6 Classroom “Attention-Getters” to Watch Out For

6 Attention Getters in Ballet Class

Every dance studio is different with its own set of rules and expectations, but one thing remains the same throughout: children will be children. No matter where I teach, I find that there are certain little tricks that children try to play on us as teachers. We should be aware of these “attention-getters” so that we can maintain order and discipline in our classrooms.

1. Questions.

These can be “bait with a hook inside”. They can distract you from what you were about to teach the class. Of course, we want our students to ask questions that are pertinent to the classroom experience, but sometimes students abuse the right to raise their hands. As the teacher, you may have to limit their question-asking.

Depending on their age and maturity, their questions may truly be out of curiosity. Be careful not to stifle their desire to know and their innocent sense of wonder about the world around them. Unfortunately, it is more common to encounter students who are using questions to stall or distract.

2. “My other dance teacher did . . .”

Another “bait and hook,” intended to get you competing with the other teacher. This is, of course, inappropriate for them to discuss with the class, and should be discouraged. “I’m so glad you got to do that with Ms. Jones. Now we are in my classroom and what we will be doing might be different, so get ready to learn!” Encourage them with the promise that they will be learning some things they’ve already done, and other things they’ve never done! Either way, your experience with them will be unique, and that that should be an exciting thing for them.

3. Poking

Yes, poking the kid next to them, then looking to see if you noticed. Personal boundaries should be discussed early in the year so that everyone knows what is expected. Assigning individual spots on the floor can help with maintaining those boundaries. Once expectations have been laid out, this kind of rule should be firmly kept.

4. Need to go to the bathroom.

This one is very difficult at first. However, once the class rule and expectation is established, it becomes less of a problem. Only one child should leave the room at a time. If you have an assistant take them, it avoids problems. With enough practice and time, you can have even your 3 & 4 year olds going through your whole class with little to no bathroom breaks. It’s all about your expectation. If it looks like a habit is forming with a certain student, mention it to the parent.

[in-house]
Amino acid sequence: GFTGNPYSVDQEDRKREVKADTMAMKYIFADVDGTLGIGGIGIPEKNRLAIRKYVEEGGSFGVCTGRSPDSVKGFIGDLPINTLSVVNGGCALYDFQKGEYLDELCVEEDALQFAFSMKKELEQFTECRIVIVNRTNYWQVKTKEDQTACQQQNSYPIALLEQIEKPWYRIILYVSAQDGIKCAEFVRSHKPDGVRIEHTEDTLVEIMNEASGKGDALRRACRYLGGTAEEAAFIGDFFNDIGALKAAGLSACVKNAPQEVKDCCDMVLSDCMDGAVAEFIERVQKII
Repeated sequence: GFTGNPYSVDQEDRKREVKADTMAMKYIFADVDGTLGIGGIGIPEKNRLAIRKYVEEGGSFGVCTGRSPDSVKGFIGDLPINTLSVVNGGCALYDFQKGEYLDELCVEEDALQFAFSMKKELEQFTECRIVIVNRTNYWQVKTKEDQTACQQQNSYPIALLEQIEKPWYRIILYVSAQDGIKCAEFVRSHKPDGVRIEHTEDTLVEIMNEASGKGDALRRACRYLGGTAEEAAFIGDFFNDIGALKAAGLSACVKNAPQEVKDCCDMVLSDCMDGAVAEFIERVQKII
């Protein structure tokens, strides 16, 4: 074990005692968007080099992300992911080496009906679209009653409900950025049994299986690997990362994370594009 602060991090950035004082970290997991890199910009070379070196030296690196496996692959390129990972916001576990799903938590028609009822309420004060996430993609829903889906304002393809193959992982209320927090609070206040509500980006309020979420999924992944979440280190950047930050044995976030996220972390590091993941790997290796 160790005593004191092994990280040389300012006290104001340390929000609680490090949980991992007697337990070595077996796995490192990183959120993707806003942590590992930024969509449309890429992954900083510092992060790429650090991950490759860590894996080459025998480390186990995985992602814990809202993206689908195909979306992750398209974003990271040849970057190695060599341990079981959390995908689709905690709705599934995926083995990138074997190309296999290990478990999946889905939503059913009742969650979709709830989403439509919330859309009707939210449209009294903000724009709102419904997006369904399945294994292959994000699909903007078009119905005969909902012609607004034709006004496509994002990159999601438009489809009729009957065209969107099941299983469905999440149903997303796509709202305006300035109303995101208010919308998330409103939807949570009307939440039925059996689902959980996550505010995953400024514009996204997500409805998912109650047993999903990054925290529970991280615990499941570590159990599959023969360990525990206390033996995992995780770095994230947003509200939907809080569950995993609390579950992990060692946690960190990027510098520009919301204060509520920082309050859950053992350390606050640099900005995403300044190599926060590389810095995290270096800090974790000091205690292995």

5. Messing with visual aids or other equipment.

All sound equipment such as speakers, mp3 players, cords, and iPads should be kept out of reach of the students. As the use of iPads in the classroom increases, teachers need to be aware that leaving their iPads on the floor can be a distraction to the students as well as a risk for damage. The students need to know that they must stand on their designated spots and they are not allowed to leave them without permission.

This also goes for leaving the dance space to rummage through their belongings. I had a six year-old student quickly bolt out of the dancer’s circle and across the room to her dance bag last week. When I recovered her and brought her back into the circle, I asked her what she needed over there. “My hair clip,” she replied. The students will do better if they know that you expect them to stay in their places. If they need anything, or feel they must leave their place for some reason, they must request your permission.

6. Talking out inappropriately.

Enforce your rules firmly, to the whole class. Give everyone attention as you discuss in simple terms that dancers don’t do that. This keeps the offender from getting your undivided attention, and is a subtle negative reinforcement of the talking out.

I also use the idea of a “Bag of Goodies” in my classes so that the students properly prepare themselves for class. This is something we do sitting in a circle. The teacher and students pull out and put on their “listening ears”, “pay attention eyes”, “thinking cap” and, most importantly, their “quiet mouths.” With all of these things on, you are able to reference them later in class: “We are going to have to use our ‘pay attention eyes’ for this exercise since we’ve never done it before,” or “We may need to turn down the volume even more on your ‘quiet mouths’ today.”

What are some other “attention-getters” you see in your classes and what do you do to avoid them?

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